This book was assembled with the intent of bringing together current advances and in-depth review of biocatalysis and biotechnology with emphasis on functional foods and industrial products. Biocatalysis and biotechnology defined in this book include enzyme catalysis, biotransformation, bioconversi...

  6. Exergetic comparison of food waste valorization in industrial bread production

    NARCIS (Netherlands)

    Zisopoulos, F.K.; Moejes, S.N.; Rossier Miranda, F.J.; Goot, van der A.J.; Boom, R.M.

    2015-01-01

    This study compares the thermodynamic performance of three industrial bread production chains: one that generates food waste, one that avoids food waste generation, and one that reworks food waste to produce new bread. The chemical exergy flows were found to be much larger than the physical exergy c

  7. Description of the production process - industrial phase; Descricao do processo produtivo - fase industrial

    Energy Technology Data Exchange (ETDEWEB)

    NONE

    2009-10-15

    This chapter presents the description of the present state-of-art, in this paper called first generation of the productive process of sugar-cane bio ethanol in Brazil, related to the industrial phase involving their improvements and also the aspects related to the second generation technologies, particularly the hydrolysis and gasification of the biomass technologies. The chapter also approaches the aspects referred to the use of sugar cane bagasse and the straw cape, and also the production of electric power surplus.

  8. Waterpipe industry products and marketing strategies: analysis of an industry trade exhibition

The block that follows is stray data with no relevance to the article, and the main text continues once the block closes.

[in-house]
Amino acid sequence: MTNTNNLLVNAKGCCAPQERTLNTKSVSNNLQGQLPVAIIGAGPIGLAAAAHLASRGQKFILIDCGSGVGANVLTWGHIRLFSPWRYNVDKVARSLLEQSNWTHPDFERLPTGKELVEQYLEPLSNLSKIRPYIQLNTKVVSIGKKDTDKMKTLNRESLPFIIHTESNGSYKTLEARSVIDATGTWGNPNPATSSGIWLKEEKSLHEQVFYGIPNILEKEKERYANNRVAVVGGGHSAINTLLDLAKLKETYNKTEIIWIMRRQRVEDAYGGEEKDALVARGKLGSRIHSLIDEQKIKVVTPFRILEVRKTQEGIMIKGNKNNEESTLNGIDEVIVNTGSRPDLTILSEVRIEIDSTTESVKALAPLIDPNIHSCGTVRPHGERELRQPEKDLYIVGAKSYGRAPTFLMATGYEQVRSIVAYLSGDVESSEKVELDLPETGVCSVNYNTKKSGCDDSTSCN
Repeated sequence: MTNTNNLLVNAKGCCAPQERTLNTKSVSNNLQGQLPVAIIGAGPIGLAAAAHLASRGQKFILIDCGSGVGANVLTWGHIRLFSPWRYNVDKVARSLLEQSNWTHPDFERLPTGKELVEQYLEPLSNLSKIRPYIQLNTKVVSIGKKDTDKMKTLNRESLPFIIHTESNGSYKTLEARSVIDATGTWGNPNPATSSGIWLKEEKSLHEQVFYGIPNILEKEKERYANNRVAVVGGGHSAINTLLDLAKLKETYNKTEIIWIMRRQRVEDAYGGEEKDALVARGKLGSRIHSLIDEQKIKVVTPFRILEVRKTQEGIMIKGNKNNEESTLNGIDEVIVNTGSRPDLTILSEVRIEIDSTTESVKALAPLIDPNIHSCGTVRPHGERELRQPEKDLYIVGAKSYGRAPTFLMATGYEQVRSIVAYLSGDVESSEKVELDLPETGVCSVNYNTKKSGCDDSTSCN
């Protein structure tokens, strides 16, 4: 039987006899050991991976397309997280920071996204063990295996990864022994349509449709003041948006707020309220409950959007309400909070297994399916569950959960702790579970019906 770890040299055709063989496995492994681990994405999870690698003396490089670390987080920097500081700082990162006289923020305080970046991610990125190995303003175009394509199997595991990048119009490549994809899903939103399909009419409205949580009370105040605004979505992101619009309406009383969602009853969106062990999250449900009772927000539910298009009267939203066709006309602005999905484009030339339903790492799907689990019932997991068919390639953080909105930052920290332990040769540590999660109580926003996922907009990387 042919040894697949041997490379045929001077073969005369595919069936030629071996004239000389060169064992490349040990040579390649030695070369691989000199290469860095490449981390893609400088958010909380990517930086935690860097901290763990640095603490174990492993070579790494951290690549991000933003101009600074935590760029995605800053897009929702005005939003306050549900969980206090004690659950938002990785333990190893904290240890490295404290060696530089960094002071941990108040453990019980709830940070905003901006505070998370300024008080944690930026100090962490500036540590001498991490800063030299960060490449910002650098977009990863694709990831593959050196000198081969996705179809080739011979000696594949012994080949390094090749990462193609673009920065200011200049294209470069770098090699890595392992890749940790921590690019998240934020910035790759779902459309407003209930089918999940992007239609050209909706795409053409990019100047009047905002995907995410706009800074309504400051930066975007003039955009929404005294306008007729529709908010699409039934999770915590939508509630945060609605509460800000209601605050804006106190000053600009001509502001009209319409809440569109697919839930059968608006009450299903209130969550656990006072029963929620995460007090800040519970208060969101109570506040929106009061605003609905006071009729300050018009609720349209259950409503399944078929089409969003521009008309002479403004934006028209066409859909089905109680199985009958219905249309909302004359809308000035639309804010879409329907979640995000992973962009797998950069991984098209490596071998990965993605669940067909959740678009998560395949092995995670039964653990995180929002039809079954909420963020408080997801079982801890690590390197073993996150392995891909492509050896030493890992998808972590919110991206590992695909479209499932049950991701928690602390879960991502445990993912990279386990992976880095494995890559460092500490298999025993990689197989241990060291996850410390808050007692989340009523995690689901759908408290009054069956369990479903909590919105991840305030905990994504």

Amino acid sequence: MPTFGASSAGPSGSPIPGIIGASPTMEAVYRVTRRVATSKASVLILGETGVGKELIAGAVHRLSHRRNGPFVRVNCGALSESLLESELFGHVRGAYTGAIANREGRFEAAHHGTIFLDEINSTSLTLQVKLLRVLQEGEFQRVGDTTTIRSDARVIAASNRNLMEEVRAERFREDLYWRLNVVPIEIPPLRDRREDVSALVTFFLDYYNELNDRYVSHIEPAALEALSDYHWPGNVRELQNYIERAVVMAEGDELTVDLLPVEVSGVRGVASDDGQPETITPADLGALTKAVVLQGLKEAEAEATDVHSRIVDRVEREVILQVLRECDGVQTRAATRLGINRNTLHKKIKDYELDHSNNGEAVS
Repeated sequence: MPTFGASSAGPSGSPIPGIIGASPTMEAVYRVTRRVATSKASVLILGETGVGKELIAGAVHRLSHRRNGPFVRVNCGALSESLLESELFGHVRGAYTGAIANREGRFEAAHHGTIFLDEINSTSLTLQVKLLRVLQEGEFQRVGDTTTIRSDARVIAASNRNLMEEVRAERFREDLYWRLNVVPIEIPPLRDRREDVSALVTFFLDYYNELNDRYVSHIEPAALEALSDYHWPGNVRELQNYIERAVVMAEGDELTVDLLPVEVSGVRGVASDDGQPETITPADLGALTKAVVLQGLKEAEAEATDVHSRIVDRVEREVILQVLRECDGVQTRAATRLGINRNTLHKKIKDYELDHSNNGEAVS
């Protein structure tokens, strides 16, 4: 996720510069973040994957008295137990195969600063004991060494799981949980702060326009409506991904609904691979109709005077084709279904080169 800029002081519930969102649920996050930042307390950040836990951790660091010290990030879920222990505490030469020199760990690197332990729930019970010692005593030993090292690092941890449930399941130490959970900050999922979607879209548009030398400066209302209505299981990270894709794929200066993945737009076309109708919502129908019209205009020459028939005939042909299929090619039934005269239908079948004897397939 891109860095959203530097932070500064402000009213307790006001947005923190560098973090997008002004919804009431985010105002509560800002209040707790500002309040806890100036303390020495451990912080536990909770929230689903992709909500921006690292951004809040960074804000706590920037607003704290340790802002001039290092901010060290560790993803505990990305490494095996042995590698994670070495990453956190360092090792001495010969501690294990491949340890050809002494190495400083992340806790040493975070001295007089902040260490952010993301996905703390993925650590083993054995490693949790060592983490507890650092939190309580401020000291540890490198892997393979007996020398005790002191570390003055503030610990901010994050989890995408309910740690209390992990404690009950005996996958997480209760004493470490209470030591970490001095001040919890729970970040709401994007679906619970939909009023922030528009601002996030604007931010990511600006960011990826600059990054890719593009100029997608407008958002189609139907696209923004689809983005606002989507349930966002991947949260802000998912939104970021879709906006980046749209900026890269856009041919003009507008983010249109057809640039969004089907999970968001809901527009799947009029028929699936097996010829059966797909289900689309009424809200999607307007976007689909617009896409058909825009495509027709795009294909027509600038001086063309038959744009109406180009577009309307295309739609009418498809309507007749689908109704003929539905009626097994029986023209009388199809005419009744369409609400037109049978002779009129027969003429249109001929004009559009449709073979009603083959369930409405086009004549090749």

OpenAIRE

    Jawad, Mohammed; Nakkash, Rima T; Hawkins, Ben; Akl, Eli A.

    2015-01-01

    Introduction Understanding product development and marketing strategies of transnational tobacco companies (TTCs) has been of vital importance in developing effective tobacco control policy. However, comparatively little is known of the waterpipe tobacco industry, which TTCs have recently entered. This study aimed to gain an understanding of waterpipe tobacco products and marketing strategies by visiting a waterpipe trade exhibition. Methods In April 2014 the first author attended...

  9. The Shibboleth of Productivity: The Exhaustion of Industrial-Age Strategies in Post-Industrial Society

    OpenAIRE

    James E. Block

    1985-01-01

    The universal demand currently to resolve America's economic decline by increasing productivity fatally misconstrues the actual challenge posed by post-industrial society. Automation, rationalization, and technological advances suggest a crisis not of productivity, but of distribution, a false, unnecessary perpetuation of widespread deprivation required only by the scarcity model underpinning market economics. While enforced by vested interests for personal gain, this pseudo-crisis is ironica...

  10. Industrial transformation and green production to reduce environmental emissions:Taking cement industry as a case

    Institute of Scientific and Technical Information of China (English)

    LU¨ Yong-Long; GENG Jing; HE Gui-Zhen

    2015-01-01